As First 5 Los Angeles celebrates its 15th year, it is taking stock of its myriad of past achievements, celebrating progress, and planning for future opportunities and challenges ahead. A key ingredient of this work is to better understand the “landscape” of early care and education (ECE) in Los Angeles County; that is, the current state of access to ECE programs for families of young children, the nature of the ECE workforce, and the quality of ECE in Los Angeles County.
The following report describes ECE access, workforce, and quality separately in three parts. The first part of the report focuses on families’ access to ECE services, by describing the population of children under five years of age living in Los Angeles County, identifying the early learning opportunities that are available to them and where they are located, and determining areas in the county where need exceeds services. The second part of this report looks at the professionals who provide ECE services in the county including their backgrounds, training, and qualifications, as well as the professional development opportunities available to these professionals. The third part of this report investigates the quality of ECE programs in Los Angeles County largely through data from the three Quality Rating and Improvement Systems (QRIS) efforts in the county.
This report is the first in a series of three reports. The second report is titled “Past Roles and Strategies of First 5 LA and Other Funders” and the third report is titled “Opportunities and Considerations for Addressing ECE Gaps in Los Angeles County.”
The access section presents a comprehensive picture of families’ access to ECE programs, with detailed data for specific geographies and sub-populations. The workforce and quality sections provide detailed information about workforce and QRIS efforts, respectively. Key findings in each of the three sections are presented below:
- Los Angeles County is home to over 150,000 families with children under 5 living in poverty. Los Angeles County’s population of children under five years of age is predominantly Latino. More than half of the county’s population over age 5 speaks a language other than English in the home.
- Access to ECE in Los Angeles County appeared limited, particularly for infants and toddlers. There were only enough seats in licensed ECE centers for 2.4% of infants and toddlers and 41.3% of preschool aged children.
- Access to ECE varied greatly within the county and hot spots of need continued to persist. Areas in high need of ECE services tended to have more low income families and more Hispanic or Latino and/or African American children.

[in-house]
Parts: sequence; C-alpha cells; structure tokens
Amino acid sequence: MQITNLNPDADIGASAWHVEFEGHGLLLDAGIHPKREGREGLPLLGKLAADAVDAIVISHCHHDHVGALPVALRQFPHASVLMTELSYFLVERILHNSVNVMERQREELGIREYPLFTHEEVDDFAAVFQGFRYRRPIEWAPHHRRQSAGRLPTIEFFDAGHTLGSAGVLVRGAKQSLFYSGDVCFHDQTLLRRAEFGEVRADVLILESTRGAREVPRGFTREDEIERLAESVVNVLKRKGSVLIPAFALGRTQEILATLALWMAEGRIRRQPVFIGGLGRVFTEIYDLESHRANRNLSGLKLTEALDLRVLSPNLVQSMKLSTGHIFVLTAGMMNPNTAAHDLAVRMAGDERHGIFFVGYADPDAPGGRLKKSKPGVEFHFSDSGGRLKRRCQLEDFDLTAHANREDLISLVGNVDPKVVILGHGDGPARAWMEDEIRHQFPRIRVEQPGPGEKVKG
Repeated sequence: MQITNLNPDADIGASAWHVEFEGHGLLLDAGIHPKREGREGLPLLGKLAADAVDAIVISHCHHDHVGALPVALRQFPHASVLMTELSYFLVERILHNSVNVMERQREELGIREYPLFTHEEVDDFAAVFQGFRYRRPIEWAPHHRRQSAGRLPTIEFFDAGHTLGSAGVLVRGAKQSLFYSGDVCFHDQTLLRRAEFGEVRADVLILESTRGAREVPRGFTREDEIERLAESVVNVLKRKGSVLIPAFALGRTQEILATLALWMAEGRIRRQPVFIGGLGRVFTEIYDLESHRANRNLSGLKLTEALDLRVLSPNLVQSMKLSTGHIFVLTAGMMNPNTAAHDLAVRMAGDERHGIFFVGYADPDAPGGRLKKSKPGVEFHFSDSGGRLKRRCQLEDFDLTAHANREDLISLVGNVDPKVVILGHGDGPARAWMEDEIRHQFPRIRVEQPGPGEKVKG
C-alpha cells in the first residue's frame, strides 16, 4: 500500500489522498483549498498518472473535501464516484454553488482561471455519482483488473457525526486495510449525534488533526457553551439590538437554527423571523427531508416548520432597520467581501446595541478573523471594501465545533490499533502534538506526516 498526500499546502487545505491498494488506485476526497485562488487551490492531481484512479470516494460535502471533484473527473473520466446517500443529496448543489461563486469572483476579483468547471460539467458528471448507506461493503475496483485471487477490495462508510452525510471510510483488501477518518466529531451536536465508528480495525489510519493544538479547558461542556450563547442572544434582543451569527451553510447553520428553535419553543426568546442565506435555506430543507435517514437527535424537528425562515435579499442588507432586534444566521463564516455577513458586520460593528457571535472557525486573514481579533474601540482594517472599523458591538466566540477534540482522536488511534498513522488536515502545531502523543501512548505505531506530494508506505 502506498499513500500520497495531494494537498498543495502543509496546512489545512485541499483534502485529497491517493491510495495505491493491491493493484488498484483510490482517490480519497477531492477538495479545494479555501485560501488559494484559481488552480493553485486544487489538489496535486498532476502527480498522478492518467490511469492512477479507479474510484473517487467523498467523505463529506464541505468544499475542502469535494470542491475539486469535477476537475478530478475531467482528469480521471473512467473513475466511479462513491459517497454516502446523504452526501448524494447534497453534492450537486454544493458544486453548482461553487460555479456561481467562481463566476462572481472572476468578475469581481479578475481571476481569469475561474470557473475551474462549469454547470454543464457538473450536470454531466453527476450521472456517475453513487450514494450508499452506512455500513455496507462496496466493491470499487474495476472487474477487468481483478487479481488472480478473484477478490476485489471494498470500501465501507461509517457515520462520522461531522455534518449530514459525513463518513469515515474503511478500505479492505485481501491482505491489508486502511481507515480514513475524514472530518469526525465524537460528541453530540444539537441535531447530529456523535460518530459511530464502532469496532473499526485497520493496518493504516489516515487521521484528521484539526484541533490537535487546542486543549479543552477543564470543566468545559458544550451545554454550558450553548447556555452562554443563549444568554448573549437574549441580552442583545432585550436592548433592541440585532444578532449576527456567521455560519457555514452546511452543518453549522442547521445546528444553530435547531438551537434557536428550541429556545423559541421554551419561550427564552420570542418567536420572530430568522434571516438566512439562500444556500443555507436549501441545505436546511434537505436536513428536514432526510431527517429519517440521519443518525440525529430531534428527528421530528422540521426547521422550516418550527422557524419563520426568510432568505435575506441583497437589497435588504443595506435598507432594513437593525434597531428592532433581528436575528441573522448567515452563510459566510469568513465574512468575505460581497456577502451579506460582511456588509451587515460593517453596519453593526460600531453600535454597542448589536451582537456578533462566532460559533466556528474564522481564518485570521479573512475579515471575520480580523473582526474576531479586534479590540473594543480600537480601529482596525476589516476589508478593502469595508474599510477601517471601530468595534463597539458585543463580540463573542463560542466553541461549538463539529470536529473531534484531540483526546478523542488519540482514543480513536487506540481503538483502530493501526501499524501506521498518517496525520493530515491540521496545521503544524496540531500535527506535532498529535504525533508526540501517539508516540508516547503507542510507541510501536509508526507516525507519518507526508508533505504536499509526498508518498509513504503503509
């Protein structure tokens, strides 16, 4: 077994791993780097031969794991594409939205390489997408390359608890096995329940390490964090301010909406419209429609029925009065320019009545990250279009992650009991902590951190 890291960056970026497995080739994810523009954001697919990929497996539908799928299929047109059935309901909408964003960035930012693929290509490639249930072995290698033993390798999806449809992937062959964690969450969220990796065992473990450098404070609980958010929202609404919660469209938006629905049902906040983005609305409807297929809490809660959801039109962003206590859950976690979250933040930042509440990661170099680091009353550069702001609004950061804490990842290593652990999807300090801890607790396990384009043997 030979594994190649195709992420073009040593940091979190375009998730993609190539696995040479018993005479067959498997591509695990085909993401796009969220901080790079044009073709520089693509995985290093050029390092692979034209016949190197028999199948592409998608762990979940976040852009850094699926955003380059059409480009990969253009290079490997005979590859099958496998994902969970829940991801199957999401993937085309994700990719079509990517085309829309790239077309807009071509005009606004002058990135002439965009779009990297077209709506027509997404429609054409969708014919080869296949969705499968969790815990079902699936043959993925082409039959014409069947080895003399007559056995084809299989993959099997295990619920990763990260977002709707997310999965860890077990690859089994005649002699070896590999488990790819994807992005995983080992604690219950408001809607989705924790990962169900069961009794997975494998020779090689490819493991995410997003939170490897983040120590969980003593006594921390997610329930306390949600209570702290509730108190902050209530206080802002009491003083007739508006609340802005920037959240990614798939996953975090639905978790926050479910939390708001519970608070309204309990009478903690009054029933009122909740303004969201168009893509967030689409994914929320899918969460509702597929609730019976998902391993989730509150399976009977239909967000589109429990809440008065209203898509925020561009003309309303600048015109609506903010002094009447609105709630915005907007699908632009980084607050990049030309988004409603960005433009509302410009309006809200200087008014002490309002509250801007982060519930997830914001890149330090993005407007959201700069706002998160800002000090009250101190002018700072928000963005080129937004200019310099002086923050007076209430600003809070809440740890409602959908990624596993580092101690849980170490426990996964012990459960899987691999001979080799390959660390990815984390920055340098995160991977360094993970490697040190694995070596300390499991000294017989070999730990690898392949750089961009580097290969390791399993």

- There were two distinct professional development pathways for groups of Angelenos working within ECE: (1) “traditional” high school and college educated ECE providers with more linear career trajectories and (2) nontraditional providers less comfortable with and less commonly found in formal education settings. For many in this second group, their challenge was accessing traditional formal education pathways to increase their education levels and remain working in the ECE field.
- Despite considerably different profiles, both groups reported needing more relevant formal and informal ECE coursework, clearer professional development pathways, and financial support for formal education completion.
- Several trends emerged, including: the degree to which added years of work experience drives increased compensation, and considerable anxiety among providers that increased quality standards requiring better qualifications, while desired, may “push out” some groups, such as older workers, non-English speakers, and people of color.
- Less than one-tenth of all centers and about 2% of all family child care homes in Los Angeles County were participating in and had received a rating from one of three QRIS efforts in the county at the time of data receipt for this report.
- Among providers participating in a QRIS in Los Angeles County who had received overall ratings, over half had been highly rated, achieving a 4 or 5 out of 5 on one of the QRIS rating scales.
- Fewer providers serving infants and toddlers participated in Los Angeles County’s QRIS efforts compared to providers serving preschool aged children.
- The relatively small number of participant providers in Los Angeles County QRIS efforts appears to be due at least in part to insufficient funding for larger-scale expansion, coupled with the voluntary nature of participation in two of the three QRIS efforts in the county.
The goal of this report is to provide a snapshot of the state of young children and their ECE opportunities in Los Angeles County. This research served to inform strategic planning for First 5 LA but did not preempt or predetermine its outcome by offering recommendations. Instead of recommendations, this report provides a descriptive overview of the ECE landscape in the county and the potential challenges and opportunities therein.
In addition to providing First 5 LA with an overview of the ECE landscape, our hope is that the report will also have value for a broader audience whose interest lies in improving ECE in Los Angeles County, such as philanthropic leaders; local, regional, and statewide policymakers and elected officials; policy advocates; and community members. Ultimately, this information can help to ensure that Los Angeles County’s youngest children have an equitable and meaningful opportunity to build a foundation for educational and life success.